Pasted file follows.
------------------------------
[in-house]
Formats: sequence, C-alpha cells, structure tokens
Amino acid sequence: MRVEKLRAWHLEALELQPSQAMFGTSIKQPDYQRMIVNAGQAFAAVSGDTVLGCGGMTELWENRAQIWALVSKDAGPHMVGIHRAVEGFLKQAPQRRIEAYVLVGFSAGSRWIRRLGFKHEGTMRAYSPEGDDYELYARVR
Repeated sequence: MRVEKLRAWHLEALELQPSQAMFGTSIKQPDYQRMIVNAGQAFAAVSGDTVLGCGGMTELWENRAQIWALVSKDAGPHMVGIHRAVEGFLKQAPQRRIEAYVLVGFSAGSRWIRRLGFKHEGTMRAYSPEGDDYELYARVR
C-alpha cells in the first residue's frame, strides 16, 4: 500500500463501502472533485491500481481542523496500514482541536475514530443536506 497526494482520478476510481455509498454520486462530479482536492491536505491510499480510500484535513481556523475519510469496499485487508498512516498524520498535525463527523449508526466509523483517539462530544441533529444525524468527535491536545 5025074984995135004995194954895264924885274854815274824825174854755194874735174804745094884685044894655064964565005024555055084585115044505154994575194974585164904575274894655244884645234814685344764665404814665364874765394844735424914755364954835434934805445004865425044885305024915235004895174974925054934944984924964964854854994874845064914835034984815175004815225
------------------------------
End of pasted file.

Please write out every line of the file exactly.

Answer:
[in-house]
Formats: sequence, C-alpha cells, structure tokens
Amino acid sequence: MRVEKLRAWHLEALELQPSQAMFGTSIKQPDYQRMIVNAGQAFAAVSGDTVLGCGGMTELWENRAQIWALVSKDAGPHMVGIHRAVEGFLKQAPQRRIEAYVLVGFSAGSRWIRRLGFKHEGTMRAYSPEGDDYELYARVR
Repeated sequence: MRVEKLRAWHLEALELQPSQAMFGTSIKQPDYQRMIVNAGQAFAAVSGDTVLGCGGMTELWENRAQIWALVSKDAGPHMVGIHRAVEGFLKQAPQRRIEAYVLVGFSAGSRWIRRLGFKHEGTMRAYSPEGDDYELYARVR
C-alpha cells in the first residue's frame, strides 16, 4: 500500500463501502472533485491500481481542523496500514482541536475514530443536506 497526494482520478476510481455509498454520486462530479482536492491536505491510499480510500484535513481556523475519510469496499485487508498512516498524520498535525463527523449508526466509523483517539462530544441533529444525524468527535491536545 5025074984995135004995194954895264924885274854815274824825174854755194874735174804745094884685044894655064964565005024555055084585115044505154994575194974585164904575274894655244884645234814685344764665404814665364874765394844735424914755364954835434934805445004865425044885305024915235004895174974925054934944984924964964854854994874845064914835034984815175004815225